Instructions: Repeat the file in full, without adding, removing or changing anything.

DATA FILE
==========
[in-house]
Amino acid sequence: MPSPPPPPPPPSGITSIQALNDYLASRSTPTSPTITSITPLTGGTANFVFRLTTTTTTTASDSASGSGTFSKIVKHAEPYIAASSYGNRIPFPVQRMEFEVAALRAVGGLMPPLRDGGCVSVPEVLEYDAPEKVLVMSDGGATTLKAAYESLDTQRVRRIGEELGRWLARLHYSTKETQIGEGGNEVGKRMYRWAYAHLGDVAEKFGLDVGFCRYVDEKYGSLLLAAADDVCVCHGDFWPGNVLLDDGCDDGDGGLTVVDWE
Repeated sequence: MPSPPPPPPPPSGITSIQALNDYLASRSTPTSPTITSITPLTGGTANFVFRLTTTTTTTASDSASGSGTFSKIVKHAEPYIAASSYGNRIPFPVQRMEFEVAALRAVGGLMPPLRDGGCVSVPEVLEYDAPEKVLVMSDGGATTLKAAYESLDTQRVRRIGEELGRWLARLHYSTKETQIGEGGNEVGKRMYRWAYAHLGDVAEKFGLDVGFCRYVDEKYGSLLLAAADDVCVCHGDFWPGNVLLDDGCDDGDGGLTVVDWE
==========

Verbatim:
[in-house]
Amino acid sequence: MPSPPPPPPPPSGITSIQALNDYLASRSTPTSPTITSITPLTGGTANFVFRLTTTTTTTASDSASGSGTFSKIVKHAEPYIAASSYGNRIPFPVQRMEFEVAALRAVGGLMPPLRDGGCVSVPEVLEYDAPEKVLVMSDGGATTLKAAYESLDTQRVRRIGEELGRWLARLHYSTKETQIGEGGNEVGKRMYRWAYAHLGDVAEKFGLDVGFCRYVDEKYGSLLLAAADDVCVCHGDFWPGNVLLDDGCDDGDGGLTVVDWE
Repeated sequence: MPSPPPPPPPPSGITSIQALNDYLASRSTPTSPTITSITPLTGGTANFVFRLTTTTTTTASDSASGSGTFSKIVKHAEPYIAASSYGNRIPFPVQRMEFEVAALRAVGGLMPPLRDGGCVSVPEVLEYDAPEKVLVMSDGGATTLKAAYESLDTQRVRRIGEELGRWLARLHYSTKETQIGEGGNEVGKRMYRWAYAHLGDVAEKFGLDVGFCRYVDEKYGSLLLAAADDVCVCHGDFWPGNVLLDDGCDDGDGGLTVVDWE